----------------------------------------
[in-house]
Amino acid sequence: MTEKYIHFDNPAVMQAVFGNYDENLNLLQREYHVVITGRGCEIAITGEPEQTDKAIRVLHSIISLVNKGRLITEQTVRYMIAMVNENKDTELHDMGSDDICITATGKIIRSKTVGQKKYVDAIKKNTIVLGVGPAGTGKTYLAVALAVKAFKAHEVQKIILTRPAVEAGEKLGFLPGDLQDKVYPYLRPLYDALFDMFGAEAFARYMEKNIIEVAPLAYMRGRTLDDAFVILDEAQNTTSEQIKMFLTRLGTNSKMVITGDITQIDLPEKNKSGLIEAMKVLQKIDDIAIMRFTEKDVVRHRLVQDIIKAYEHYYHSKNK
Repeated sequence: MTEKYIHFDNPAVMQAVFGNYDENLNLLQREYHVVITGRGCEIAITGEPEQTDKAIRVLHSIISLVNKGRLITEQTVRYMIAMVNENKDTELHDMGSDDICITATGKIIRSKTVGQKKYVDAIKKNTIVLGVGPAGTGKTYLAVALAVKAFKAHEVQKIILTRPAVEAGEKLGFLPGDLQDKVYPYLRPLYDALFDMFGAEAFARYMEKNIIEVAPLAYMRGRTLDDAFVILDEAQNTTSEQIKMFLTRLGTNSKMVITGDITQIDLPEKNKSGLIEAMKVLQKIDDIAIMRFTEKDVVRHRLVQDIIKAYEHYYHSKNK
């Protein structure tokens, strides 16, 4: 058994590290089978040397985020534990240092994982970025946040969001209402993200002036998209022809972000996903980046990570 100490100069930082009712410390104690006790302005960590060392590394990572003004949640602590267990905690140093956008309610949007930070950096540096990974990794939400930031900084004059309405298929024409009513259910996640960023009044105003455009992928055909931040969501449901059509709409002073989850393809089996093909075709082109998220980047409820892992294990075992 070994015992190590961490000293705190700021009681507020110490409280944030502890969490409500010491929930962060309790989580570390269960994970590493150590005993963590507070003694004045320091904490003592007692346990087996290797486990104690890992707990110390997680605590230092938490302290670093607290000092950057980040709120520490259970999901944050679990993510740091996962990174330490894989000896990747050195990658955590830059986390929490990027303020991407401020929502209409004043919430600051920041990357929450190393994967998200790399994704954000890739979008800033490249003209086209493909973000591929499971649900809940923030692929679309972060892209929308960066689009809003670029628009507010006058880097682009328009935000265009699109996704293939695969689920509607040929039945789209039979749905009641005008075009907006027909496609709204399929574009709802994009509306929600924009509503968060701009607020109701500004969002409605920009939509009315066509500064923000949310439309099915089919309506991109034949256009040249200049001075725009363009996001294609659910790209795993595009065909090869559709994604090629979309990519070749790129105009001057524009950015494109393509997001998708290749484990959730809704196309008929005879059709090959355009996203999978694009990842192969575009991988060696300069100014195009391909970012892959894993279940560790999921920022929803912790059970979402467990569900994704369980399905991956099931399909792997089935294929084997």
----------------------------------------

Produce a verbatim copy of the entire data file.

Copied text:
[in-house]
Amino acid sequence: MTEKYIHFDNPAVMQAVFGNYDENLNLLQREYHVVITGRGCEIAITGEPEQTDKAIRVLHSIISLVNKGRLITEQTVRYMIAMVNENKDTELHDMGSDDICITATGKIIRSKTVGQKKYVDAIKKNTIVLGVGPAGTGKTYLAVALAVKAFKAHEVQKIILTRPAVEAGEKLGFLPGDLQDKVYPYLRPLYDALFDMFGAEAFARYMEKNIIEVAPLAYMRGRTLDDAFVILDEAQNTTSEQIKMFLTRLGTNSKMVITGDITQIDLPEKNKSGLIEAMKVLQKIDDIAIMRFTEKDVVRHRLVQDIIKAYEHYYHSKNK
Repeated sequence: MTEKYIHFDNPAVMQAVFGNYDENLNLLQREYHVVITGRGCEIAITGEPEQTDKAIRVLHSIISLVNKGRLITEQTVRYMIAMVNENKDTELHDMGSDDICITATGKIIRSKTVGQKKYVDAIKKNTIVLGVGPAGTGKTYLAVALAVKAFKAHEVQKIILTRPAVEAGEKLGFLPGDLQDKVYPYLRPLYDALFDMFGAEAFARYMEKNIIEVAPLAYMRGRTLDDAFVILDEAQNTTSEQIKMFLTRLGTNSKMVITGDITQIDLPEKNKSGLIEAMKVLQKIDDIAIMRFTEKDVVRHRLVQDIIKAYEHYYHSKNK
């Protein structure tokens, strides 16, 4: 058994590290089978040397985020534990240092994982970025946040969001209402993200002036998209022809972000996903980046990570 100490100069930082009712410390104690006790302005960590060392590394990572003004949640602590267990905690140093956008309610949007930070950096540096990974990794939400930031900084004059309405298929024409009513259910996640960023009044105003455009992928055909931040969501449901059509709409002073989850393809089996093909075709082109998220980047409820892992294990075992 070994015992190590961490000293705190700021009681507020110490409280944030502890969490409500010491929930962060309790989580570390269960994970590493150590005993963590507070003694004045320091904490003592007692346990087996290797486990104690890992707990110390997680605590230092938490302290670093607290000092950057980040709120520490259970999901944050679990993510740091996962990174330490894989000896990747050195990658955590830059986390929490990027303020991407401020929502209409004043919430600051920041990357929450190393994967998200790399994704954000890739979008800033490249003209086209493909973000591929499971649900809940923030692929679309972060892209929308960066689009809003670029628009507010006058880097682009328009935000265009699109996704293939695969689920509607040929039945789209039979749905009641005008075009907006027909496609709204399929574009709802994009509306929600924009509503968060701009607020109701500004969002409605920009939509009315066509500064923000949310439309099915089919309506991109034949256009040249200049001075725009363009996001294609659910790209795993595009065909090869559709994604090629979309990519070749790129105009001057524009950015494109393509997001998708290749484990959730809704196309008929005879059709090959355009996203999978694009990842192969575009991988060696300069100014195009391909970012892959894993279940560790999921920022929803912790059970979402467990569900994704369980399905991956099931399909792997089935294929084997």